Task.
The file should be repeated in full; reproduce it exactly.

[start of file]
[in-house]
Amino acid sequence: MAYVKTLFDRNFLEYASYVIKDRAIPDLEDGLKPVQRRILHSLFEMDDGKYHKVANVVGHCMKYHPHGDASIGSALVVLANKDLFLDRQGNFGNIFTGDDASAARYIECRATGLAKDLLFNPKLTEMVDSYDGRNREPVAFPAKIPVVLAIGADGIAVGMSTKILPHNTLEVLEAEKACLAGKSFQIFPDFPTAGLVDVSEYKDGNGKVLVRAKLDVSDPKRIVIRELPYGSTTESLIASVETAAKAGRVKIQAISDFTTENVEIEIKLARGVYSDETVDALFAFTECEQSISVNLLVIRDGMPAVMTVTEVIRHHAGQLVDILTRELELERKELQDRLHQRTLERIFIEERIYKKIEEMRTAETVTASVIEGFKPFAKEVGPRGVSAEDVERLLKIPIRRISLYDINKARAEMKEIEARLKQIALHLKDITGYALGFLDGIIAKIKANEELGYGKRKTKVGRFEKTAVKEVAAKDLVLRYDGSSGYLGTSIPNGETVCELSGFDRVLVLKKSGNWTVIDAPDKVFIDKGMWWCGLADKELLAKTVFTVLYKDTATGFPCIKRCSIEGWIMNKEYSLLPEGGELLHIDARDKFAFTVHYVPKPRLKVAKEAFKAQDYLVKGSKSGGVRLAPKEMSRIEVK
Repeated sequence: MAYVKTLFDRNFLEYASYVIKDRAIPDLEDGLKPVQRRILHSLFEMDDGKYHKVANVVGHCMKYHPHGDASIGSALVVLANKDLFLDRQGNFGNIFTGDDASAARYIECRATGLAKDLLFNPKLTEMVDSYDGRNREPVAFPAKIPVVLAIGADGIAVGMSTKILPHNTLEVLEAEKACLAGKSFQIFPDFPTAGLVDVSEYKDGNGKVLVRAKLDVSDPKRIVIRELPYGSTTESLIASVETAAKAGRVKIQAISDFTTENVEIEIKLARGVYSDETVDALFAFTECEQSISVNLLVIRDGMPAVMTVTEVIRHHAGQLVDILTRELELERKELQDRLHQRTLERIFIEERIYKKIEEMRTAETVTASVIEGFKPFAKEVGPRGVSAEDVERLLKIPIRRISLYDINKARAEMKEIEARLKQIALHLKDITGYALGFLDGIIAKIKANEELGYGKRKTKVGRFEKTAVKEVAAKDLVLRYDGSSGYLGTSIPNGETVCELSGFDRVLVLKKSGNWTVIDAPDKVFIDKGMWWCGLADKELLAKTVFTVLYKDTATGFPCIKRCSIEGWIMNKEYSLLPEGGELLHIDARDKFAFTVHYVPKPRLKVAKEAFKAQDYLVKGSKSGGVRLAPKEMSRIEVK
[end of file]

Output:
[in-house]
Amino acid sequence: MAYVKTLFDRNFLEYASYVIKDRAIPDLEDGLKPVQRRILHSLFEMDDGKYHKVANVVGHCMKYHPHGDASIGSALVVLANKDLFLDRQGNFGNIFTGDDASAARYIECRATGLAKDLLFNPKLTEMVDSYDGRNREPVAFPAKIPVVLAIGADGIAVGMSTKILPHNTLEVLEAEKACLAGKSFQIFPDFPTAGLVDVSEYKDGNGKVLVRAKLDVSDPKRIVIRELPYGSTTESLIASVETAAKAGRVKIQAISDFTTENVEIEIKLARGVYSDETVDALFAFTECEQSISVNLLVIRDGMPAVMTVTEVIRHHAGQLVDILTRELELERKELQDRLHQRTLERIFIEERIYKKIEEMRTAETVTASVIEGFKPFAKEVGPRGVSAEDVERLLKIPIRRISLYDINKARAEMKEIEARLKQIALHLKDITGYALGFLDGIIAKIKANEELGYGKRKTKVGRFEKTAVKEVAAKDLVLRYDGSSGYLGTSIPNGETVCELSGFDRVLVLKKSGNWTVIDAPDKVFIDKGMWWCGLADKELLAKTVFTVLYKDTATGFPCIKRCSIEGWIMNKEYSLLPEGGELLHIDARDKFAFTVHYVPKPRLKVAKEAFKAQDYLVKGSKSGGVRLAPKEMSRIEVK
Repeated sequence: MAYVKTLFDRNFLEYASYVIKDRAIPDLEDGLKPVQRRILHSLFEMDDGKYHKVANVVGHCMKYHPHGDASIGSALVVLANKDLFLDRQGNFGNIFTGDDASAARYIECRATGLAKDLLFNPKLTEMVDSYDGRNREPVAFPAKIPVVLAIGADGIAVGMSTKILPHNTLEVLEAEKACLAGKSFQIFPDFPTAGLVDVSEYKDGNGKVLVRAKLDVSDPKRIVIRELPYGSTTESLIASVETAAKAGRVKIQAISDFTTENVEIEIKLARGVYSDETVDALFAFTECEQSISVNLLVIRDGMPAVMTVTEVIRHHAGQLVDILTRELELERKELQDRLHQRTLERIFIEERIYKKIEEMRTAETVTASVIEGFKPFAKEVGPRGVSAEDVERLLKIPIRRISLYDINKARAEMKEIEARLKQIALHLKDITGYALGFLDGIIAKIKANEELGYGKRKTKVGRFEKTAVKEVAAKDLVLRYDGSSGYLGTSIPNGETVCELSGFDRVLVLKKSGNWTVIDAPDKVFIDKGMWWCGLADKELLAKTVFTVLYKDTATGFPCIKRCSIEGWIMNKEYSLLPEGGELLHIDARDKFAFTVHYVPKPRLKVAKEAFKAQDYLVKGSKSGGVRLAPKEMSRIEVK